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ContractAs the population ages, the use of assisted living facilities to provide long term care for aging parents increases.  Often, adult children are asked to sign the admission contract on behalf of a parent who will reside in the assisted living facility.  These contracts are usually presented in a flurry of activity with neither the elder or the adult children paying much attention to it or the legal consequences.  Some assisted living facilities may do a quick review with the family, but this should never replace reading it thoroughly before signing it.  The most common question adult children ask is: Can I sign the contract on behalf of my parent?

Do I have the authority to sign the contract?

The answer to whether an adult child can sign an assisted living facility contract on behalf of a parent is most often yes.  If an adult child has been appointed as the guardian for an elderly parent, that child has the authority to sign on behalf of the aging parent, although in some states, like Florida, the guardian will need additional court authority to do so.  The child who is acting as an agent under a Durable Power of Attorney usually has the authority to sign it on behalf of an parent.  In some states, like Florida, an adult child who is acting as a health care decision maker may also sign the admission contract for an assisted living facility.    However, if a parent is mentally capable of signing, the parent should sign it themselves.

Whether an adult child has the authority to sign the assisted living facility contract on behalf of a parent is not the most important question.  The more important question is:  What are my legal obligations if I sign?  The consequences for signing that contract can be significant for the adult child.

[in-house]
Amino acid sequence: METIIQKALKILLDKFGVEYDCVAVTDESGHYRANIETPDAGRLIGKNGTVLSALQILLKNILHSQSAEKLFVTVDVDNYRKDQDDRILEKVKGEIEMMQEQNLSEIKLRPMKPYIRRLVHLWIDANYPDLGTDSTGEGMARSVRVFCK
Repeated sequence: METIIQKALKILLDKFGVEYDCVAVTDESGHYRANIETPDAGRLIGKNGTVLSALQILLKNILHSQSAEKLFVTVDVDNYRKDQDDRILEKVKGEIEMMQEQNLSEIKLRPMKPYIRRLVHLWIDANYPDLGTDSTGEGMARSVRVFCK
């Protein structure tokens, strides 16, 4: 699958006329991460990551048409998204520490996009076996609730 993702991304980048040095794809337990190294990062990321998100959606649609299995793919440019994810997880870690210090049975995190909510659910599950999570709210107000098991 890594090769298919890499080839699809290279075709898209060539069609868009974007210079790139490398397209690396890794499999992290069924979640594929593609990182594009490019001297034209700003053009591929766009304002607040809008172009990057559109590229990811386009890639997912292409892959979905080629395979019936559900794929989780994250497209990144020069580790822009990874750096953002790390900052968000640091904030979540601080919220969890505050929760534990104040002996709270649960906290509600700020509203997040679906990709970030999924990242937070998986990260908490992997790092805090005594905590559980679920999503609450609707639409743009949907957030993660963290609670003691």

What are my legal obligations?

Even if an aging parent is capable of signing an assisted living facility contract, some facilities may require an adult child to sign the contract in addition to the parent.  Is important when signing to understand the legal obligations you might be creating and rights you may be waving on behalf of yourself or your elderly parent.

One of the most significant provisions to watch for in assisted living contracts is the “Responsible Party Clause.”  Most assisted living facilities ask an adult child or other relative to sign the contract on behalf of the resident as a “Responsible Party.”  The individual signing as the Responsible Party agrees to be responsible for the bills in the event they are unpaid.  The Responsible Party is financially responsible for the costs of the parent’s assisted living facility care in the event it is unpaid, any late fees, attorneys’ fees incurred by the facility in attempting to collect any outstanding balance, or, the costs of any damages, if the parent damages the room or other parts of the facility.

The Responsible Party may be obligated to respond to requests or demands by the facility regarding an aging parent’s behavior within a certain period of time.  The Responsible Party may also be the only one to whom the facility will release the aging parents belonging when the aging parent dies.

If you are signing an assisted living facility contract on behalf of you aging parent, be sure you read the contract, understand what you may be responsible for, and know what the consequences can be to you personally.

If you have questions about a contract, contact an elder law attorney.